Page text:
From that day on, he went down to the pub after every single performance. He befriended all of the pub staff and was a regular at lock-ins. They all absolutely adored him and called upon him to fix and refurbish their rather dodgy pub furniture.  In return for his services they kept quiet on the stairwell and crept about silently, in fear of upsetting Mike and having to repair any breakages themselves.
Now how the hell am I supposed to compete with that? I rack my brains but struggle to work out what services I could offer the hostile pub staff. In a moment of need and crisis, nobody wants Scheduling Woman to appear on the scene equipped with a Filofax, post-it notes and a biro.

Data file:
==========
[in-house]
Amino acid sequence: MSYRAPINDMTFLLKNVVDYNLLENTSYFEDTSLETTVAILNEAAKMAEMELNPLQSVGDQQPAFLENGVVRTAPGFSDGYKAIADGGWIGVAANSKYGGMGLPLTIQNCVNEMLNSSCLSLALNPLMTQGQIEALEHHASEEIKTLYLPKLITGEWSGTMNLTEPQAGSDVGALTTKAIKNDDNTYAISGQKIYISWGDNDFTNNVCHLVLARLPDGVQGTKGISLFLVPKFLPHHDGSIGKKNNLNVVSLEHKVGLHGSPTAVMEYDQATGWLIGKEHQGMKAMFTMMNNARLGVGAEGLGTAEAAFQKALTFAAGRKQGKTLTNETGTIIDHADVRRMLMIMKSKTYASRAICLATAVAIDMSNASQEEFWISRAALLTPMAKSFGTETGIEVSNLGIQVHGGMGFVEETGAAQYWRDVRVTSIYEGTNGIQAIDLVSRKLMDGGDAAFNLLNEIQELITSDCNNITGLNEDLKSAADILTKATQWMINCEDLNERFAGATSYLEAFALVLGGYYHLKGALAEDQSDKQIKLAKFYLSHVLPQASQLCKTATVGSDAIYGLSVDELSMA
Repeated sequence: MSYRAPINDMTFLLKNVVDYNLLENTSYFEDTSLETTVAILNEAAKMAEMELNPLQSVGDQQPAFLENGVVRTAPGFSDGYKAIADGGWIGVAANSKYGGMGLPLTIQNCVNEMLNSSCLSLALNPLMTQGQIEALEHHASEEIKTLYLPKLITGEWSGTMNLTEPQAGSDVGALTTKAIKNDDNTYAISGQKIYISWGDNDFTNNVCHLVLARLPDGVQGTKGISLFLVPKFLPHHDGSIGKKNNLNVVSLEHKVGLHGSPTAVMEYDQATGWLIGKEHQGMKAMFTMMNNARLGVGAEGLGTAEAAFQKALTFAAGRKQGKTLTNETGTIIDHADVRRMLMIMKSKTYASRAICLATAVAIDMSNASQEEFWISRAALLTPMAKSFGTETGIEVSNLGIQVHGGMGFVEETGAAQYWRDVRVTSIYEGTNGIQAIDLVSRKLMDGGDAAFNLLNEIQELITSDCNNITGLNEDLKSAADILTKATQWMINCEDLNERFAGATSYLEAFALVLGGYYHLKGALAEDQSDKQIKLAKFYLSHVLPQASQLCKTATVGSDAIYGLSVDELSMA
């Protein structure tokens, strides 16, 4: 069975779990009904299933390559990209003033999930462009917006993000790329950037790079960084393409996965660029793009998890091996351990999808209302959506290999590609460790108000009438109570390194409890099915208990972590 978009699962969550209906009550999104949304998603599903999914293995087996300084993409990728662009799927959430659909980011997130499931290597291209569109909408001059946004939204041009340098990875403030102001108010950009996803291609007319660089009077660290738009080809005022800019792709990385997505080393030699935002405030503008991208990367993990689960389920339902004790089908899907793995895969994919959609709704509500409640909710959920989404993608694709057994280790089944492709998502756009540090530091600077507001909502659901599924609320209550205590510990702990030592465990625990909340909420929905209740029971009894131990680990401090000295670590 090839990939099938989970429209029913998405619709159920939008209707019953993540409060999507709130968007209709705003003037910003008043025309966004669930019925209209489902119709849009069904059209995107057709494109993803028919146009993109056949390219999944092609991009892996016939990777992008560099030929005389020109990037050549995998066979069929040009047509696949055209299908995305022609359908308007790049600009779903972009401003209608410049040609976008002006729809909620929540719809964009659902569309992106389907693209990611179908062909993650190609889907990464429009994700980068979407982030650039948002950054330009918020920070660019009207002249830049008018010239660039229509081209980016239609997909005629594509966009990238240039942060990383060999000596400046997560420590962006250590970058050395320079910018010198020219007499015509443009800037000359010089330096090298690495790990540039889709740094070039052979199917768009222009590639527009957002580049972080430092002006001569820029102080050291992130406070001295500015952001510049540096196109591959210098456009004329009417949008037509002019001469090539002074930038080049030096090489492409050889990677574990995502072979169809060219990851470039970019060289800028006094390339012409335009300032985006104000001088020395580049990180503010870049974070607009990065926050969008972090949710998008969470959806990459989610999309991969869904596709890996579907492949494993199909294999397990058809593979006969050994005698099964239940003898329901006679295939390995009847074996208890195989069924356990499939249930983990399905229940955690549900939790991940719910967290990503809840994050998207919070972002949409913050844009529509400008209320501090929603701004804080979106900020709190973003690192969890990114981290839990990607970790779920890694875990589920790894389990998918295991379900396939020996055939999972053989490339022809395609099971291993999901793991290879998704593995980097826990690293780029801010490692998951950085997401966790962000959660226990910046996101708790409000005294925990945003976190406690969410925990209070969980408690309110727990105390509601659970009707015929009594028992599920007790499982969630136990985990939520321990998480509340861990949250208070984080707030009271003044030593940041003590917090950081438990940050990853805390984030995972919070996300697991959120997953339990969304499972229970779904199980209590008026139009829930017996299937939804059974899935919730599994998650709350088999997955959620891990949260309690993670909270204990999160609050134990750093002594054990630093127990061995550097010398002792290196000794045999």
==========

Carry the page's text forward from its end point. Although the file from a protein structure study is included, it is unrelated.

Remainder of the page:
‘But he never works here anymore?’
Production Manager sighs. ‘No. I had to fire him.’
Things are looking up. ‘How come?’
‘He turned up to a matinee still pissed from a lock in the night before.’
Game Over.
So yeah, maybe I do struggle with electric screwdrivers. Okay, and normal screwdrivers. And, yes, I’ll admit that if anyone ever presents me with a broken piece of wooden furniture I instinctively reach for the Gaffa tape.  But turn up inebriated for work?  I wouldn’t dare.
‘By the way,’ Production Manager continues ‘speaking of schedules, I have been looking at the one for next week and it’s a real head-fuck. Could you please give me a hand and sort it out?’
He hasn’t even finished the sentence and I have produced (seemingly out of nowhere), a biro, my Filofax and some small post-its.
It’s Scheduling Woman to the rescue.